At a 5-year follow-up, the failure-free survival rate with capecitabine was 83.3% vs 72.2% with observation.
Following treatment with chemoradiotherapy (CRT), patients with locally advanced nasopharyngeal carcinoma (NPC) may derive clinical benefit with adjuvant capecitabine, according to phase 3 findings published in JAMA Oncology. The results showed that the adjuvant treatment prolonged failure-free survival (FFS) in a pool of patients with NPC who presented with at least 2 high risk factors.
In the open-label, randomized clinical trial (NCT02143388), 180 Chinese patients were assigned to capecitabine or observation following CRT. Investigators found that those in the capecitabine group (n = 90) had superior FFS to those assigned to observation at 3 years (83.3% vs 72.2%) and 5 years (78.5% vs 65.9%; HR, 0.53; 95% CI, 0.30-0.94; P = .03).
NPC is a unique head and neck cancer endemic to East Asia and Southeast Asia and associated with Epstein-Barr virus (EBV). Most patients present with locally advanced disease and metastatic recurrence in the bones, liver, and lungs is common.
Previous findings have demonstrated that capecitabine monotherapy has efficacy in recurrent metastatic NPC, and the agent has shown promise in combination with induction chemotherapy. Investigators in this trial sought to determine if capecitabine plus CRT improved FFS in the locally advanced patient population. These results were collected after a median follow-up of 58.0 months after patients received a full dose of capecitabine for 6 months.
Eligible patients aged 18 to 70 years were required to have histologically confirmed, newly diagnosed, nonkeratinizing NPC; Karnofsky performance status of at least 80 points, TNM stage III-IVb disease, and the presence of at least 1 unfavorable prognostic factors: T3-4N2 or T1-4N3; plasma EBV DNA titer higher than 20,000 copies/mL; primary gross tumor volume greater (GTV) than 30.0 cm3; a maximum standard uptake value of primary GTV higher than 10.0 on fluorodeoxyglucose F18 PET/CT, or multiple nodal metastases and at least 1 larger than 4.0 cm. Patients were not allowed to have received prior radiotherapy, chemotherapy, or surgery except for diagnostic investigations.
All patients received CRT and 100 mg/m2 intravenous cisplatin every 3 weeks for 2 to 3 cycles depending on the duration of radiotherapy. Patients randomly assigned to the experimental arm (n = 90) then received 8 cycles of 1000 mg/m2 twice-daily oral capecitabine for 14 days every 21 days beginning 4 weeks after CRT. Investigators modified chemotherapy doses based on the nadir blood counts and acute toxic effects of the preceding cycle.
Investigators determined that pretreatment clinical characteristics were comparable between groups. Fourteen patients (15.6%) in the experimental group had 1 unfavorable risk factor, 31 (34.4%) had 2 risk factors, and 45 (50.0%) had 3 or more risk factors. In the control group, 10 (11.1%) had 1 unfavorable risk factor, 42 (46.7%) had 2 risk factors, and 38 (42.2%) had 3 or more risk factors.
The median patient age was 46 years (range, 39-55) in the capecitabine group vs 48 (range 41-55) in the control group. Most patients in both arms (81.1% vs 77.8%, respectively) were male.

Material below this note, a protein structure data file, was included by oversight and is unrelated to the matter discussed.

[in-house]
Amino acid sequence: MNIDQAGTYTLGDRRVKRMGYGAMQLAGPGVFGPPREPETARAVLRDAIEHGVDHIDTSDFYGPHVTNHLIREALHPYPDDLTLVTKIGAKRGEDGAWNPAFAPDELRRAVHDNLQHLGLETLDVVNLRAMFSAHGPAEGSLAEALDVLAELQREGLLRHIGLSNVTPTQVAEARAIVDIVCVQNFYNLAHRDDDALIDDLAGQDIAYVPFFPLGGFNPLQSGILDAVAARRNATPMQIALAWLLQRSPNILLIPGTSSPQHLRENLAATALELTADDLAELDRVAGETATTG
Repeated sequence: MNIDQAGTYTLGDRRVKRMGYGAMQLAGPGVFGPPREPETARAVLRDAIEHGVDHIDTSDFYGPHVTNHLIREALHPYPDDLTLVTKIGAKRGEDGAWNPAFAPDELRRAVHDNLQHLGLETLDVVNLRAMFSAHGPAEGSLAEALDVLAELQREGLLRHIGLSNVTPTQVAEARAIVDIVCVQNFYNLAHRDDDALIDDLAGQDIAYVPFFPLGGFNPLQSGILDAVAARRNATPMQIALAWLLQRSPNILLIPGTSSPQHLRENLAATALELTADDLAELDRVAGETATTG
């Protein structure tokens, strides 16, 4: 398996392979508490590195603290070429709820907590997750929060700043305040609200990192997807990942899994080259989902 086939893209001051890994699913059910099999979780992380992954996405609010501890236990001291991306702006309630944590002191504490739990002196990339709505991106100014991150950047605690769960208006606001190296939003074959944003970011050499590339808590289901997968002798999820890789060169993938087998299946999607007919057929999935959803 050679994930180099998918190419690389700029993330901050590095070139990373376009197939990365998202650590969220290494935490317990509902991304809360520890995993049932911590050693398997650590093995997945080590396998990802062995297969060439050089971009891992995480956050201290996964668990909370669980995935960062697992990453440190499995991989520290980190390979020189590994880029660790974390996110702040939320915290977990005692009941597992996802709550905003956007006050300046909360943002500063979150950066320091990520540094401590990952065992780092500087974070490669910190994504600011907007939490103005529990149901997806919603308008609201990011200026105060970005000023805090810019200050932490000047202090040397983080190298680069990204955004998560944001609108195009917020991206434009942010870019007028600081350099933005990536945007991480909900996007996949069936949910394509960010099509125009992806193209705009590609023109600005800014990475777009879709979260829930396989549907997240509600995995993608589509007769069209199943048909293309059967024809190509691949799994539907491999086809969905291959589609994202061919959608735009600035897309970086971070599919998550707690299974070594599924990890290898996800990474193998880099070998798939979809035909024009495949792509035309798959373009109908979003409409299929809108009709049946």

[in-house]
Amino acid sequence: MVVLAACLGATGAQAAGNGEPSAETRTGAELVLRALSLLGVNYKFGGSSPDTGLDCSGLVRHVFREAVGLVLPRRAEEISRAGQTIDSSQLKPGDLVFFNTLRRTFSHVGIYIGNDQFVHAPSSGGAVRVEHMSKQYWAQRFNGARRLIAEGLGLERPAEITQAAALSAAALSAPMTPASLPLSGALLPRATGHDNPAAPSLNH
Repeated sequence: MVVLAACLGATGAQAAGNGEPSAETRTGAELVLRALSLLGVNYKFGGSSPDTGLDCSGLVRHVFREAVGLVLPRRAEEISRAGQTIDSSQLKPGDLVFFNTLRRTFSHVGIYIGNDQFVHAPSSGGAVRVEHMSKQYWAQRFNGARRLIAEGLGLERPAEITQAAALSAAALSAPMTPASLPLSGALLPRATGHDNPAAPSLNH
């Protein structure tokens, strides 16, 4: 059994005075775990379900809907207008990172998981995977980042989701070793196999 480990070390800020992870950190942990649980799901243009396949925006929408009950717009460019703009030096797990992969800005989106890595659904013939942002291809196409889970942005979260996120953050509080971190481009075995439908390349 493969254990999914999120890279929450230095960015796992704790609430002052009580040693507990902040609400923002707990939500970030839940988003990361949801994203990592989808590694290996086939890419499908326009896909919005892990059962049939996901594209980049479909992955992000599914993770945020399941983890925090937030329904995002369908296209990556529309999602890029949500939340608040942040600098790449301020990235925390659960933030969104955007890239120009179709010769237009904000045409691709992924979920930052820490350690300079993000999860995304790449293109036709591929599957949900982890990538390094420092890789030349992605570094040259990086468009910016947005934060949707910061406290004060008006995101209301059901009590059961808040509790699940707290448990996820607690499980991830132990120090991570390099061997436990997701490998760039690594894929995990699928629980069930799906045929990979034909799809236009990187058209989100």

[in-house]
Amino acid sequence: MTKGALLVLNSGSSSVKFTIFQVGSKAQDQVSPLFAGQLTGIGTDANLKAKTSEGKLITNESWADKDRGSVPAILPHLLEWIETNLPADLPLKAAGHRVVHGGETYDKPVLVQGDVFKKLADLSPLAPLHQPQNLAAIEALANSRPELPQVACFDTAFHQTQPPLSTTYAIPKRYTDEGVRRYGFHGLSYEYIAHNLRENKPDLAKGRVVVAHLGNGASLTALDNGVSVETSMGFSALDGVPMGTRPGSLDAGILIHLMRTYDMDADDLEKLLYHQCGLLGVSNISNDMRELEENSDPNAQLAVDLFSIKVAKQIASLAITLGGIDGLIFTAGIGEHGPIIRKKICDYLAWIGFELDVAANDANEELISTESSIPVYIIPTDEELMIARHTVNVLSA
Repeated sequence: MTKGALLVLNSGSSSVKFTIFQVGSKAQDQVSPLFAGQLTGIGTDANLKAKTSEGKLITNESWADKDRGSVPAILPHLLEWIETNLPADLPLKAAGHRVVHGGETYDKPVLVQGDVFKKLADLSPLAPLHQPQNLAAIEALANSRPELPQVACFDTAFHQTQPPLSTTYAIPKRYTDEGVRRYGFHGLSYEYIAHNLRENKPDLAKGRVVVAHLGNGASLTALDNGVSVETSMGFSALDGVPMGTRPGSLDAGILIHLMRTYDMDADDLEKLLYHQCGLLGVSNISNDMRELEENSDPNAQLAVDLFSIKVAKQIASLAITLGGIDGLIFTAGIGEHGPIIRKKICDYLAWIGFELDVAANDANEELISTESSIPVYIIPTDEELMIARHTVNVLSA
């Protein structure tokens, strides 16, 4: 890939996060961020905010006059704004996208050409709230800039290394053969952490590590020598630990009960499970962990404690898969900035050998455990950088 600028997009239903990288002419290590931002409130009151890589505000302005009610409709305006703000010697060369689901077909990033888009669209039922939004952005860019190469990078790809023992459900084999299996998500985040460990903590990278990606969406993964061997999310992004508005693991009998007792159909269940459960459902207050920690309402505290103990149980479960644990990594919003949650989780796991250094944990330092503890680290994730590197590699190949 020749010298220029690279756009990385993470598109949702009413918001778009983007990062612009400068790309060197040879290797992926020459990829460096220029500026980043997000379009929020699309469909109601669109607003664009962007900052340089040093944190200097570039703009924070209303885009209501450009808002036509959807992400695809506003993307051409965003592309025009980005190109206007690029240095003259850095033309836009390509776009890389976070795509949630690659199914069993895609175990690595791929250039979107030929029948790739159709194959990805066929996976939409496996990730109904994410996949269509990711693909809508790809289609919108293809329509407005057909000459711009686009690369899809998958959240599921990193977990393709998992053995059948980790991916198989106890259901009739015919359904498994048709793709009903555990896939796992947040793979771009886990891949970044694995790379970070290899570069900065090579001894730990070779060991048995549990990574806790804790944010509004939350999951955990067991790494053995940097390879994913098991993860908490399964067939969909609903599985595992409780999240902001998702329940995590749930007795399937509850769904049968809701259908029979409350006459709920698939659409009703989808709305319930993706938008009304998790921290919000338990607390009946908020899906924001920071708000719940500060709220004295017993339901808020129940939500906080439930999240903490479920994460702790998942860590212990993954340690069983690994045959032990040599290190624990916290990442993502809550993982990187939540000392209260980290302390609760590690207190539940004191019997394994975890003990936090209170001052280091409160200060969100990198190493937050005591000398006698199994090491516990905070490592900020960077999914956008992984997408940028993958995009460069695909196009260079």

Eighty-five (94.4%) patients received capecitabine, 71 (78.9%) of whom completed all 8 cycles of treatment.The median relative dose intensity of capecitabine was 100% (interquartile range, 84.7%-100%).
The rates for 3-year overall survival (OS) were 93.3% for the capecitabine group vs 87.8% for the control group (HR, 0.62; 95% CI, 0.29-1.32). The rates for 3-year distant metastasis-free survival also favored the experimental arm at 85.5% vs 80.4% in the control arm (HR, 0.69; 95% CI, 0.35-1.35). Rates for 3-year locoregional relapse-free survival were 97.5% for the capecitabine group vs 84.1% for the control group (HR, 0.28; 95% CI, 0.10-0.76).
Investigators observed no interaction between high-risk factors and treatment. However, the addition of adjuvant capecitabine favored the subgroup of patients who had risk factors with a maximum standard uptake value higher than 10.0, a primary GTV larger than 30.0 cm3, and an EBV DNA titer higher than 20,000 copies/mL.
Seventy-eight (86.7%) patients in the capecitabine arm had complete response and 12 (13.3%) had partial response compared with 79 (87.8%) and 10 (11.1%), respectively, in the control arm. One patient in the control arm could not be assessed.
Nineteen (21.1%) patients required capecitabine dose reductions, 11 because of hand-foot syndrome, 4 because of gastrointestinal adverse events, 2 because of recurrent myelosuppression, 1 because of fatigue, and 1 because of treatment noncompliance.
Fifty-four (60.0%) patients in the experimental arm experienced grade 3 treatment-related adverse events (TRAEs) compared with 46 (51.1%) in the control arm. The most common grade 3 TRAEs were xerostomia (18.9% vs 10.0%, respectively), mucositis (23.3% vs 16.7%, respectively), and anorexia (8.9% vs 4.4%, respectively). One patient in each group experienced grade 4 TRAEs.
Nine of 83 (10.8%) patients in the experimental arm experienced delayed grade 3/4 TRAEs compared with 7 of 81 (8.6%) in the control arm. Investigators said incidence of any-grade delayed TRAEs was comparable between the 2 groups except for a higher incidence of ototoxicity (69.9% vs 58.0%) and grade 1 xerostomia (59.0% vs 49.4%) in the experimental arm.
Miao J, Wang L, Tan SH, et al. Adjuvant capecitabine following concurrent chemoradiotherapy in locoregionally advanced nasopharyngeal carcinoma: a randomized clinical trial. JAMA Oncol. Published online October 13, 2022. doi:10.1001/jamaoncol.2022.4656